The Chief Counsel of the Office of the Comptroller of the Currency has issued Interpretive Letter 1173, addressing national bank and federal savings association preemption of state law under the Dodd-Frank Act.
The Interpretive Letter clarifies that the special Dodd-Frank preemption requirements for “preemption determinations” are limited as follows:
- “Preemption determinations” are confined to “affirmative conclusion[s] by the OCC that federal law preempts a state consumer financial law.” They do not include “OCC action[s] that ha[ve] only indirect or incidental effects on a state consumer financial law.”
- The special requirements for “preemption determinations” only apply by their terms to determinations under the “Barnett standard” and not to determinations under the alternate “discriminatory effect” and “other federal law” preemption standards laid out by Dodd-Frank. In this regard, the Interpretive Letter observes that 12 U.S.C. § 371, which applies to real estate lending, is not part of the National Bank Act and, accordingly, a determination that Section 371 preempts a state law is not limited by Dodd-Frank rules for “preemption determinations.”
- The special requirements for “preemption determinations” only apply to determinations addressing a “State consumer financial law”—defined as a “[s]tate law that does not directly or indirectly discriminate against national banks and that directly and specifically regulates the manner, content, or terms and conditions of any financial transaction (as may be authorized for national banks to engage in), or any account related thereto, with respect to a consumer.” (In this regard, general state “UDAP” laws proscribing unfair and deceptive acts and practices seemingly fall outside the special Dodd-Frank rules for “preemption determinations.”)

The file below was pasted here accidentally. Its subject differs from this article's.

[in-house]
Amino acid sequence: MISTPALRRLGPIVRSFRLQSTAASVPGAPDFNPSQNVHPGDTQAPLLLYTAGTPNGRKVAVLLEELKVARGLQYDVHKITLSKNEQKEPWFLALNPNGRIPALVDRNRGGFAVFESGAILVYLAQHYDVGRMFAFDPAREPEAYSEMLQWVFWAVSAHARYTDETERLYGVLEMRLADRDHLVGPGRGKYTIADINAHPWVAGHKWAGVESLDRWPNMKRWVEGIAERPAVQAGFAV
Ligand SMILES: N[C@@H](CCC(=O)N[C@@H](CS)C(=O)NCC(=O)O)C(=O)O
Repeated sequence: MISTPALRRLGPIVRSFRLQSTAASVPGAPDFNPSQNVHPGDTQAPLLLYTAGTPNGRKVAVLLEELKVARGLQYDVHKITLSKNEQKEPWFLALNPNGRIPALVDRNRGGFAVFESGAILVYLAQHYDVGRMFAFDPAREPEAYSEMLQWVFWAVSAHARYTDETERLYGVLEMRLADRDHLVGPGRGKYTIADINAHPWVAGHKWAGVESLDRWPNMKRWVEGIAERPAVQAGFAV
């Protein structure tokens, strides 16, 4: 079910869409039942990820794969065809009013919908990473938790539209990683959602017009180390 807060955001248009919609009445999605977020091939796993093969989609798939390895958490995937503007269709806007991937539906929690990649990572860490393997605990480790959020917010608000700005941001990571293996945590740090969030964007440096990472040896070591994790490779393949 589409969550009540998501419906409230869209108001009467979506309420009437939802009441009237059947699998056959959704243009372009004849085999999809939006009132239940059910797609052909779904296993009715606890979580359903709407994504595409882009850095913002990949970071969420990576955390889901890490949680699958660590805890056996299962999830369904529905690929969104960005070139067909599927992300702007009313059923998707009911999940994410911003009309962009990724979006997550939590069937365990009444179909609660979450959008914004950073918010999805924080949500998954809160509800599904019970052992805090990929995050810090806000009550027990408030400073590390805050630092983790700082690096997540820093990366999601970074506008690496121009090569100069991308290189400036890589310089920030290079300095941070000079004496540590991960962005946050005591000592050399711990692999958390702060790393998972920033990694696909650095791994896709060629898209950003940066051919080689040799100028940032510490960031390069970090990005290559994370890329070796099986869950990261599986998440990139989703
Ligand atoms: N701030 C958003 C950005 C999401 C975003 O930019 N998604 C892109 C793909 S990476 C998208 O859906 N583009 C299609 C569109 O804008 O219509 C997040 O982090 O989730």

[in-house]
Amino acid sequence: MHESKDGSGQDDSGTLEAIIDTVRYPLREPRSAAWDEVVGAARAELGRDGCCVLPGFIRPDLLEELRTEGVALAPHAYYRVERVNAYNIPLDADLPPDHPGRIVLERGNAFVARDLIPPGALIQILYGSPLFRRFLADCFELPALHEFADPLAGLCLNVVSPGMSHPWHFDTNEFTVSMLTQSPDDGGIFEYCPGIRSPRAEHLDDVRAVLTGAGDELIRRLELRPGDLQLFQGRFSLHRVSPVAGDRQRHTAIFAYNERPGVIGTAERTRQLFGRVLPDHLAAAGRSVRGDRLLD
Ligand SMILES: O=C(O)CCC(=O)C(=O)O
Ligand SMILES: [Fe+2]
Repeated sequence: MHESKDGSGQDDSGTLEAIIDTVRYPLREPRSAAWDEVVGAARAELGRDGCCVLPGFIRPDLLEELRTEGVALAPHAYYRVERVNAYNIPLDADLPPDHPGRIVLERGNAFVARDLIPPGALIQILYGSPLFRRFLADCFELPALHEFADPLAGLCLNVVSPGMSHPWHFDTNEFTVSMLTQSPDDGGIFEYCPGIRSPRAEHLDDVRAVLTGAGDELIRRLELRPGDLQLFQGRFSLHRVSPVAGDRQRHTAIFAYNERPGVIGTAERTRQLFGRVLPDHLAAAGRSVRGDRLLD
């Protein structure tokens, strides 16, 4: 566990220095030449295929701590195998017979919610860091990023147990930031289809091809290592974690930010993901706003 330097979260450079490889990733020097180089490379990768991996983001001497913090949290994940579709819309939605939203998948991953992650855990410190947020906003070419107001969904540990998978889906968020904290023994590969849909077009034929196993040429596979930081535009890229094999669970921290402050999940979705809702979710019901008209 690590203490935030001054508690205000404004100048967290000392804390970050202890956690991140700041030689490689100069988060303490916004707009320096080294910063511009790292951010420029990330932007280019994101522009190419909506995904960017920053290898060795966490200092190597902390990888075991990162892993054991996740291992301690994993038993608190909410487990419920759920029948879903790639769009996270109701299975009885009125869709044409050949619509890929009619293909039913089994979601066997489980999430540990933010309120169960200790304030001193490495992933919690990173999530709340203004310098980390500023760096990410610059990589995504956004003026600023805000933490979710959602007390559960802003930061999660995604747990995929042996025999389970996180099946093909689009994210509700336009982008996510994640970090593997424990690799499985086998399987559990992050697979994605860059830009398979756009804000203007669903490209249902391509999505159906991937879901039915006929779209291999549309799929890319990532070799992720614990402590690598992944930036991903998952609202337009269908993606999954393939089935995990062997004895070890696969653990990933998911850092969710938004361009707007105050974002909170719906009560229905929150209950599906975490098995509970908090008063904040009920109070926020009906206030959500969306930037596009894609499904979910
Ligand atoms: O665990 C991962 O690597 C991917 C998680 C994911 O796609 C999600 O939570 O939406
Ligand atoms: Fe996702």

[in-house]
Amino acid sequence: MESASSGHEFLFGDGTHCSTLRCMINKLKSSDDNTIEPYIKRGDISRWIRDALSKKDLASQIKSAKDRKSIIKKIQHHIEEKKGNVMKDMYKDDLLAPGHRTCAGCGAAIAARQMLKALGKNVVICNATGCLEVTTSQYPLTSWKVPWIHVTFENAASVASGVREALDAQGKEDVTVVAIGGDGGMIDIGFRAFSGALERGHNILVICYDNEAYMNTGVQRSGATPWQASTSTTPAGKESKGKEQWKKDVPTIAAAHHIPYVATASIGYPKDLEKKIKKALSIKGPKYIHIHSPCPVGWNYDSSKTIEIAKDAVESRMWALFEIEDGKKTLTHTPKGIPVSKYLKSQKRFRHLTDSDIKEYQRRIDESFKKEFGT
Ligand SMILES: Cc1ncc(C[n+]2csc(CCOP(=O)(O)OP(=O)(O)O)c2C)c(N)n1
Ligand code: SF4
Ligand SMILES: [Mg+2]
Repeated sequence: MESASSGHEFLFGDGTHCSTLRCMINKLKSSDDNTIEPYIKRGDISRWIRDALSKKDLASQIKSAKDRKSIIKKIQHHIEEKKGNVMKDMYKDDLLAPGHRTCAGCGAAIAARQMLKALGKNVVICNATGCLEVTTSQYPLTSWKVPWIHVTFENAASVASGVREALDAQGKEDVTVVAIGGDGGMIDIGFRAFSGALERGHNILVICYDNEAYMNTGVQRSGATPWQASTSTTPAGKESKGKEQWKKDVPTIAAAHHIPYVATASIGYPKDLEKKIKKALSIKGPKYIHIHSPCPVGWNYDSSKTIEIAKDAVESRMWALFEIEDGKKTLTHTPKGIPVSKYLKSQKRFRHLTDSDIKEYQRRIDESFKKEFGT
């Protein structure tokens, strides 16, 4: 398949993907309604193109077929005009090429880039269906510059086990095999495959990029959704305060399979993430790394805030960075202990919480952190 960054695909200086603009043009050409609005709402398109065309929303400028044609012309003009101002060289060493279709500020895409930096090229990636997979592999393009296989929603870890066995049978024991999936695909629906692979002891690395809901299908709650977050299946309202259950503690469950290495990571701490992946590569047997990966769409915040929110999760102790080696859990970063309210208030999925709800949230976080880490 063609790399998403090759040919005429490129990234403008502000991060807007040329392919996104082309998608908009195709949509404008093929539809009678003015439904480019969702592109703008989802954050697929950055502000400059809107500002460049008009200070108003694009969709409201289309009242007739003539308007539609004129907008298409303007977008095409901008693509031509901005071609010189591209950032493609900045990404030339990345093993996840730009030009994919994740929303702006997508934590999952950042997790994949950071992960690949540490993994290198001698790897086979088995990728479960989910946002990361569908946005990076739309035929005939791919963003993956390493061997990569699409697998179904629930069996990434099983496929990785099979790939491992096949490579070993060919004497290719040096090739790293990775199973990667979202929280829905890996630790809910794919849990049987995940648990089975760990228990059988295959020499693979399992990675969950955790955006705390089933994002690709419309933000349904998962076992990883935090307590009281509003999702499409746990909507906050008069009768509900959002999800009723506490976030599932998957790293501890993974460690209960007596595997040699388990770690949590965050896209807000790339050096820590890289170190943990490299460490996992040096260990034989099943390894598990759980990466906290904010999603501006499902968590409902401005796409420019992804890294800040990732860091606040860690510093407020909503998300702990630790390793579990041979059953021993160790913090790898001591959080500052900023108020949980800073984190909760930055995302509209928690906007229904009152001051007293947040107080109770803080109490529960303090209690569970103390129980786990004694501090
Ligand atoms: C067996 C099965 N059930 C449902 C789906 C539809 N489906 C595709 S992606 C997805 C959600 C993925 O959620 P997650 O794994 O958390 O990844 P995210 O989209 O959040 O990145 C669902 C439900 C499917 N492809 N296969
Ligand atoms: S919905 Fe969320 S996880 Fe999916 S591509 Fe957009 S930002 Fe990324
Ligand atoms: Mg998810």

The Interpretive Letter suggests two separate reasons why the OCC’s recent anti-Madden and “true lender” rules should not be subject to Dodd-Frank limitations on “preemption determinations.” First, in a passage relevant to the OCC’s anti-Madden rule, which interpreted Section 85 of the National Bank Act (the “NBA”), the Interpretive Letter quotes Dodd-Frank that “[n]o provision of [the NBA] shall be construed as altering or otherwise affecting the authority conferred by section 85 . . . including with respect to the meaning of ‘interest.’” It goes on to say: “Consequently, consistent with this provision, OCC interpretations of section 85 are not affected by, and therefore not subject to,” Dodd-Frank’s special rules of “preemption determinations.”
Second, the Letter observes that “interpretations of section 85 are interpretations of a federal authority granted to national banks, even though they may ultimately have some effect on the applicability of a particular state law (e.g., if an interpretation informs the determination of which state law governs under section 85).” The point we take from this observation is that, whether the statute the OCC is interpreting is Section 85, as was the case with the anti-Madden rule, or 12 U.S.C. §§ 24, 371 and 1464(c), as with the “true lender” rule, interpretations of federal authorities are not “preemption determinations” at all, as defined in the Interpretive Letter.
Finally, the Interpretive Letter addresses the level of deference to which the OCC is entitled regarding preemption. It acknowledges that, under Dodd-Frank, an OCC preemption determination is no longer entitled to special Chevron deference and instead receives more limited Skidmore deference, whether or not the determination is made under the Barnett standard and whether or not it addresses a “State consumer financial law.” However, it argues that an OCC interpretation of the National Bank Act, as opposed to a determination that a state law is preempted, remains subject to Chevron deference. Accordingly, the Interpretive Letter instructs that “the OCC is also entitled to Chevron deference for its interpretations” of the Dodd-Frank preemption rules (presumably including the analysis in the Interpretive Letter).
In the ongoing and anticipated future challenges to the anti-Madden and “true lender” rules, we expect the OCC to articulate many of the points it has laid out in the Interpretive Letter.